Ferritin is a protein found inside cells. It binds to iron to hold onto it until the body needs to use it. Measuring the amount of ferritin in a child's blood helps doctors figure out how much iron is being stored in the body. Measuring ferritin levels is more helpful than measuring iron levels in the blood, because ferritin can often be low even before symptoms of low iron occur, and ferritin levels are not as affected by a child's diet.
The Link Between Iron and Ferritin
Iron is an important mineral that helps red blood cells deliver oxygen throughout the body and also helps the body produce energy. Children get iron from the food they eat that are rich in iron, like red meat, eggs, tofu, green leafy vegetables and fortified cereals.
If there is not enough iron stored with ferritin inside cells, then a child may develop an iron deficiency, or a shortage or iron which results in problems delivering oxygen to cells and providing energy throughout the body.
Children usually get routine blood tests, such as a complete blood count, as a health screening tool during their regular health check-ups. If this routine blood test shows a low hemoglobin level, then doctors might order a ferritin test because it might mean that the child has too little iron in her body. Doctors might also check ferritin levels if a child has symptoms that could be a sign of anemia such as pale skin, weakness, fatigue, rapid heartbeat or dizziness.
Since a low ferritin usually means a low amount of iron, the child will probably start iron supplements. It usually takes several weeks for ferritin levels to return to normal, and blood tests are repeated to recheck ferritin levels after the child has been taking iron supplements for a few months.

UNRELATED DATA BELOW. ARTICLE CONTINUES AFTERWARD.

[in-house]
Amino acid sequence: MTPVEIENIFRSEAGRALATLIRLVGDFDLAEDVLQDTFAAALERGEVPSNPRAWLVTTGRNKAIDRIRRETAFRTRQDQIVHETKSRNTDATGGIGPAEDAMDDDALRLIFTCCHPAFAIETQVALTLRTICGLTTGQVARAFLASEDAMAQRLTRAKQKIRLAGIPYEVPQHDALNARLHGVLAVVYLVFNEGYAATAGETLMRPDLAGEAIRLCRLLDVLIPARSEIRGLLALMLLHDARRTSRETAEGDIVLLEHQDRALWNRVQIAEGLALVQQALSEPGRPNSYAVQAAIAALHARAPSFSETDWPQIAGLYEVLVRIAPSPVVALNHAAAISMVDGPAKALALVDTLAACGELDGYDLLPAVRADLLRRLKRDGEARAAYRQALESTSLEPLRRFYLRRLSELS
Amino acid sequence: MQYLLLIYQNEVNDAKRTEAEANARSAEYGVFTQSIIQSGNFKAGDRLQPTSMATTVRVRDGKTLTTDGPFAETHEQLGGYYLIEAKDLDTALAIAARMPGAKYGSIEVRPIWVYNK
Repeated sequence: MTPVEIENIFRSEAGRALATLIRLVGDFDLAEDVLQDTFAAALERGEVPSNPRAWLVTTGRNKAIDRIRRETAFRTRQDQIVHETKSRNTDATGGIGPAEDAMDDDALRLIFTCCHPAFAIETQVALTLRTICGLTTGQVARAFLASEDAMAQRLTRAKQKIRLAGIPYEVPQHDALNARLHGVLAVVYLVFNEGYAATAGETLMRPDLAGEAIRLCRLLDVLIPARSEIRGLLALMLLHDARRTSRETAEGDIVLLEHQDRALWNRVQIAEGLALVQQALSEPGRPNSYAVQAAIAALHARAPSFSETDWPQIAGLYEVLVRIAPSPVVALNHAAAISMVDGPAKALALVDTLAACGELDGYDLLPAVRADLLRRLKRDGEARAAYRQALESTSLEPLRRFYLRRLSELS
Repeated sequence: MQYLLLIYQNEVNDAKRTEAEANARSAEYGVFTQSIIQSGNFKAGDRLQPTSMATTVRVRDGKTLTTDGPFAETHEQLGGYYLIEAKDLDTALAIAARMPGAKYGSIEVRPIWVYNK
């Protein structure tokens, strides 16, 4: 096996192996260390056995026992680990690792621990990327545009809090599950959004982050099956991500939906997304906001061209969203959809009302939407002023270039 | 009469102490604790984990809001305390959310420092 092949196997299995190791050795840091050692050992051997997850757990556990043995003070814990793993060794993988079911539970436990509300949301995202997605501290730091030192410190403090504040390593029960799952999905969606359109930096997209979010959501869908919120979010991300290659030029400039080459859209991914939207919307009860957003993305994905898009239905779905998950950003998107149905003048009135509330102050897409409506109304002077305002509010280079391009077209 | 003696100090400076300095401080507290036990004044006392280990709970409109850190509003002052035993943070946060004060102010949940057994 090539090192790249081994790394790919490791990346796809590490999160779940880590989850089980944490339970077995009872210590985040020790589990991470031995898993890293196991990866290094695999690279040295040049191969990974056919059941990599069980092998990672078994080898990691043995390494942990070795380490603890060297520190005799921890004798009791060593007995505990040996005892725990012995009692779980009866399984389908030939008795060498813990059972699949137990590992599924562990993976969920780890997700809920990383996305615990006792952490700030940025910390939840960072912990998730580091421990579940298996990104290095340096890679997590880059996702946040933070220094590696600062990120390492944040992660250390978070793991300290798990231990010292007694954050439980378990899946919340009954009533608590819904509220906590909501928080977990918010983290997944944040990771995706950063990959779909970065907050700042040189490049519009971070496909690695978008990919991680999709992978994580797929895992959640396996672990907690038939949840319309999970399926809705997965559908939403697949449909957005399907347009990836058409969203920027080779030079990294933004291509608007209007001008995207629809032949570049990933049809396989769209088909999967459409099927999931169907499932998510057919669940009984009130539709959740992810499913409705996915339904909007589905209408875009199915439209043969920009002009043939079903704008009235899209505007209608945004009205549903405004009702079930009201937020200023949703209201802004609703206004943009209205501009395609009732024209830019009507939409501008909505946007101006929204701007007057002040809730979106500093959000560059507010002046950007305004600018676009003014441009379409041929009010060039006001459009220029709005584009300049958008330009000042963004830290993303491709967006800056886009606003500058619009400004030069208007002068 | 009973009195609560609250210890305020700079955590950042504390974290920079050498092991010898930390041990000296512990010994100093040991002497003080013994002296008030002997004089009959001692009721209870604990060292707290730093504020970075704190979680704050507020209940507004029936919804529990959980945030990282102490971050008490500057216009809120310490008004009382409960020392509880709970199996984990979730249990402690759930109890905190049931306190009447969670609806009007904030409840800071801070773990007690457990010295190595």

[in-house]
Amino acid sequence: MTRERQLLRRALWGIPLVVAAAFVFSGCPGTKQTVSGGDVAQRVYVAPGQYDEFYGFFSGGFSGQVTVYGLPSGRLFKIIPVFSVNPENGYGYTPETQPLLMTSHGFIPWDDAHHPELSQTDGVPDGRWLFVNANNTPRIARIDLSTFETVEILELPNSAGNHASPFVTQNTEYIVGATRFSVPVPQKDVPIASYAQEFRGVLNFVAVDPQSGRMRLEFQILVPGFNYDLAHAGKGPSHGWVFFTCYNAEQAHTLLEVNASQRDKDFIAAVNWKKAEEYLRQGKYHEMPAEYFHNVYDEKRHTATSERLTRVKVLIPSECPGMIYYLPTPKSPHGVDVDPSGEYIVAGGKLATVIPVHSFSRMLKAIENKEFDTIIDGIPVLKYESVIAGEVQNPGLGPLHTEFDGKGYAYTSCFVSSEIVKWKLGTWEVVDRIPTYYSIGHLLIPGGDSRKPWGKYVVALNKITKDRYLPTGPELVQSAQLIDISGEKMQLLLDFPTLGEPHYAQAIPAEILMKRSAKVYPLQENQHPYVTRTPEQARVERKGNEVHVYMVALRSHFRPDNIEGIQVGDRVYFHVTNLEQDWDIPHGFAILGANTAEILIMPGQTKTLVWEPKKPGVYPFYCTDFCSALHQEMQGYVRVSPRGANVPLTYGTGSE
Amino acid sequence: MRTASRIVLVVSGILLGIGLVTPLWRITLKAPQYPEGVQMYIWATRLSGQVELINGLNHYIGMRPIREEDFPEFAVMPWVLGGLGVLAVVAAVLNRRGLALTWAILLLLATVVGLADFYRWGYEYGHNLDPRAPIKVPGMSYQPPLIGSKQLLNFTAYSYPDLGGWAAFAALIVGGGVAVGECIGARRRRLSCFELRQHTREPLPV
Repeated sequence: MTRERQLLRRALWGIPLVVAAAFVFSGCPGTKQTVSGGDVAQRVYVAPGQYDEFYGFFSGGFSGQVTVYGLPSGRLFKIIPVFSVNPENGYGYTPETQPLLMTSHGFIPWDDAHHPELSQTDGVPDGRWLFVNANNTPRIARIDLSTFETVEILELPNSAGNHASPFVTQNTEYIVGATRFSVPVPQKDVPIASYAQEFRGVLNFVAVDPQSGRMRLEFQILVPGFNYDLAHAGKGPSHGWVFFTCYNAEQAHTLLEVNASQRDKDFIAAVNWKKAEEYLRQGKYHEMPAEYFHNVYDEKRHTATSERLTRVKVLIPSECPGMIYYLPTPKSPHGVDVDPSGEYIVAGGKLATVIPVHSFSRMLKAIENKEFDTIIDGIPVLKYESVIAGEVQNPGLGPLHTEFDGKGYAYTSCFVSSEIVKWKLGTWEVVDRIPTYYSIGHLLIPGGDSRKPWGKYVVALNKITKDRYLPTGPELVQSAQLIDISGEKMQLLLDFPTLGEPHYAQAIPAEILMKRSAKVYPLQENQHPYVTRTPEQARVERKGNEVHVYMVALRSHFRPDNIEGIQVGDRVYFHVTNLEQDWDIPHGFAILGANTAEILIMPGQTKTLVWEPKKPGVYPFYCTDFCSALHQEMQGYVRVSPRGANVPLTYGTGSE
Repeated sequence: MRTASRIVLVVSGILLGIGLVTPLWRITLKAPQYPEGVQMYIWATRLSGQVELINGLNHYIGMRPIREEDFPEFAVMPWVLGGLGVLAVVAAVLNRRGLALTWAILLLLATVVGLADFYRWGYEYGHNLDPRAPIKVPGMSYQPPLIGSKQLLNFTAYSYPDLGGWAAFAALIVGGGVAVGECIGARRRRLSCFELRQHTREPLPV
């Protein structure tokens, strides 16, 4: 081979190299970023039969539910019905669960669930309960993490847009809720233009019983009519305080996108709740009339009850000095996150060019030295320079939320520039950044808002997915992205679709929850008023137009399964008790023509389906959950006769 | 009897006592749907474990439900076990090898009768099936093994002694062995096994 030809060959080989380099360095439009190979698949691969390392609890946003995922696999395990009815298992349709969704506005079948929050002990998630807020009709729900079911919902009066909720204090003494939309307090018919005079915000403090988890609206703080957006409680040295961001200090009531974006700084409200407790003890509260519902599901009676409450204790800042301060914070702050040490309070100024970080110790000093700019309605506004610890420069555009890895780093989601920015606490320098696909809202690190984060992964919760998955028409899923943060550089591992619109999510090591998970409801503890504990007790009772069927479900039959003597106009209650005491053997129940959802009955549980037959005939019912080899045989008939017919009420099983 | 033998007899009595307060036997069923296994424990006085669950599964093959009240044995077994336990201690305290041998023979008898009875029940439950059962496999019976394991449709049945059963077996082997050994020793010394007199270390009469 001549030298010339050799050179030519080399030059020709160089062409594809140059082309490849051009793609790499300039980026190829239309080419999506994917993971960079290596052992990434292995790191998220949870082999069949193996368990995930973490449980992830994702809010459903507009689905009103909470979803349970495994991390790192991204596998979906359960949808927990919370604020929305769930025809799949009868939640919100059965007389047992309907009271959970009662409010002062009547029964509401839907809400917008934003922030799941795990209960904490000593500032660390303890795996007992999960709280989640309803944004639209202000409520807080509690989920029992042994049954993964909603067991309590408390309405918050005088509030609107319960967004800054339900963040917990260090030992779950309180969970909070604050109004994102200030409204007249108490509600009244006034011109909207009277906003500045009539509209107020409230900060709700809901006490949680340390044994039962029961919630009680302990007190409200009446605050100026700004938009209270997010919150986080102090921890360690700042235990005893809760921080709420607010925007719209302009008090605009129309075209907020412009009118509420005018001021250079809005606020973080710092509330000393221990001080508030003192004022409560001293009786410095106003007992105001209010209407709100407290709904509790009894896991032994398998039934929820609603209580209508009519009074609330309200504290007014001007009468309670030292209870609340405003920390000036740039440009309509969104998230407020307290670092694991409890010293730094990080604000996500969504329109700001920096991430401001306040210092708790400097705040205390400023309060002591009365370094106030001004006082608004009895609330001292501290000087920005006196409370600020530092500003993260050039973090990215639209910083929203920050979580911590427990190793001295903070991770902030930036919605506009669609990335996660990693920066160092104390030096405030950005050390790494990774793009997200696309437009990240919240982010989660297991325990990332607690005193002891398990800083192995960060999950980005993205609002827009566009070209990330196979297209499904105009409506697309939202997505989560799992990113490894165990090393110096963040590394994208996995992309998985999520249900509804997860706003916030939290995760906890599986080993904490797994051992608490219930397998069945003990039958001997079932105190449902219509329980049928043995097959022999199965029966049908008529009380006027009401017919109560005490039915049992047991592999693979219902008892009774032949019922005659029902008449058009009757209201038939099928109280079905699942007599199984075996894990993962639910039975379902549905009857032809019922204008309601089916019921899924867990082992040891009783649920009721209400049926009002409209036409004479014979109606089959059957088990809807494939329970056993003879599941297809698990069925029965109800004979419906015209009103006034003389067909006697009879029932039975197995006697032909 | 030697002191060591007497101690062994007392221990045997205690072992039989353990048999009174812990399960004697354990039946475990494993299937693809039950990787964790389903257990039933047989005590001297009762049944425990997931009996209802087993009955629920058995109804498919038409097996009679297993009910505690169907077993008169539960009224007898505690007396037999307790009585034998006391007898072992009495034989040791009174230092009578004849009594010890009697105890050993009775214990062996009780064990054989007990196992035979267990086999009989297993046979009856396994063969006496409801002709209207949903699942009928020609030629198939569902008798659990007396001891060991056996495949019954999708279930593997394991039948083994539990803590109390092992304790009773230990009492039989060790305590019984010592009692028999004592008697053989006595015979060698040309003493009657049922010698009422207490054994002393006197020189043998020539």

Children usually get iron deficiency because they do not get enough iron in their diets. Infants who start cow's milk before twelve months of age and do not get breast milk, iron-fortified cereal or iron-fortified formula can get iron deficiency as well. Low iron can also result from the inability of the body to absorb the iron from the intestine, or in teenage girls, from blood loss due to heavy periods. If a child has iron deficiency, he needs to be treated immediately to prevent severe health problems.
If Left Untreated
Untreated iron deficiency anemia affects a child's developing brain and body. Severe anemia can cause developmental delays in children, which means problems meeting certain milestones like walking and talking. Low iron can also cause children to be more susceptible to infections.